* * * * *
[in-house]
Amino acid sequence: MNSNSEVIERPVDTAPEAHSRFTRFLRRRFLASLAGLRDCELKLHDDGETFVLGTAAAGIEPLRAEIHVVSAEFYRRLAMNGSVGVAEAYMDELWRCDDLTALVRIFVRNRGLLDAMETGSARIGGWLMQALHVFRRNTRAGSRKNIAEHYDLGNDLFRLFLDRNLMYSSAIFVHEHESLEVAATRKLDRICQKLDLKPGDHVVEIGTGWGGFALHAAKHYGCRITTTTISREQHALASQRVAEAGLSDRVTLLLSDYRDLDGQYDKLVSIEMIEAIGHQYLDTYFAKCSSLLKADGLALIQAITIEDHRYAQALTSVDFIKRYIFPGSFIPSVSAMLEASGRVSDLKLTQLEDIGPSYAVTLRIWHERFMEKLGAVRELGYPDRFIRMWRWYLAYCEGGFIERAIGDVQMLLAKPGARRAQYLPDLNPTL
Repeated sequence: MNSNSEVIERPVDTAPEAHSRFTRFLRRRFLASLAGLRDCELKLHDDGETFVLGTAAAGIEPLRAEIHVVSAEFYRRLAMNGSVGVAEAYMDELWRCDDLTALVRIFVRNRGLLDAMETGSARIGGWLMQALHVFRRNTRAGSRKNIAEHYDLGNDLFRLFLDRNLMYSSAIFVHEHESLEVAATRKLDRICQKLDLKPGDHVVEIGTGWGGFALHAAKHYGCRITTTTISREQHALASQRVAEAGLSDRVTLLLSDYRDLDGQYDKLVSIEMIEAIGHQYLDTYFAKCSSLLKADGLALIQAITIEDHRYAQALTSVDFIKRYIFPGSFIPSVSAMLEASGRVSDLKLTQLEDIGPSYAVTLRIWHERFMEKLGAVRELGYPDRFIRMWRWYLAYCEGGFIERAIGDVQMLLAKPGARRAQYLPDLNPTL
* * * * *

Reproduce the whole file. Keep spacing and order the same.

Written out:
[in-house]
Amino acid sequence: MNSNSEVIERPVDTAPEAHSRFTRFLRRRFLASLAGLRDCELKLHDDGETFVLGTAAAGIEPLRAEIHVVSAEFYRRLAMNGSVGVAEAYMDELWRCDDLTALVRIFVRNRGLLDAMETGSARIGGWLMQALHVFRRNTRAGSRKNIAEHYDLGNDLFRLFLDRNLMYSSAIFVHEHESLEVAATRKLDRICQKLDLKPGDHVVEIGTGWGGFALHAAKHYGCRITTTTISREQHALASQRVAEAGLSDRVTLLLSDYRDLDGQYDKLVSIEMIEAIGHQYLDTYFAKCSSLLKADGLALIQAITIEDHRYAQALTSVDFIKRYIFPGSFIPSVSAMLEASGRVSDLKLTQLEDIGPSYAVTLRIWHERFMEKLGAVRELGYPDRFIRMWRWYLAYCEGGFIERAIGDVQMLLAKPGARRAQYLPDLNPTL
Repeated sequence: MNSNSEVIERPVDTAPEAHSRFTRFLRRRFLASLAGLRDCELKLHDDGETFVLGTAAAGIEPLRAEIHVVSAEFYRRLAMNGSVGVAEAYMDELWRCDDLTALVRIFVRNRGLLDAMETGSARIGGWLMQALHVFRRNTRAGSRKNIAEHYDLGNDLFRLFLDRNLMYSSAIFVHEHESLEVAATRKLDRICQKLDLKPGDHVVEIGTGWGGFALHAAKHYGCRITTTTISREQHALASQRVAEAGLSDRVTLLLSDYRDLDGQYDKLVSIEMIEAIGHQYLDTYFAKCSSLLKADGLALIQAITIEDHRYAQALTSVDFIKRYIFPGSFIPSVSAMLEASGRVSDLKLTQLEDIGPSYAVTLRIWHERFMEKLGAVRELGYPDRFIRMWRWYLAYCEGGFIERAIGDVQMLLAKPGARRAQYLPDLNPTL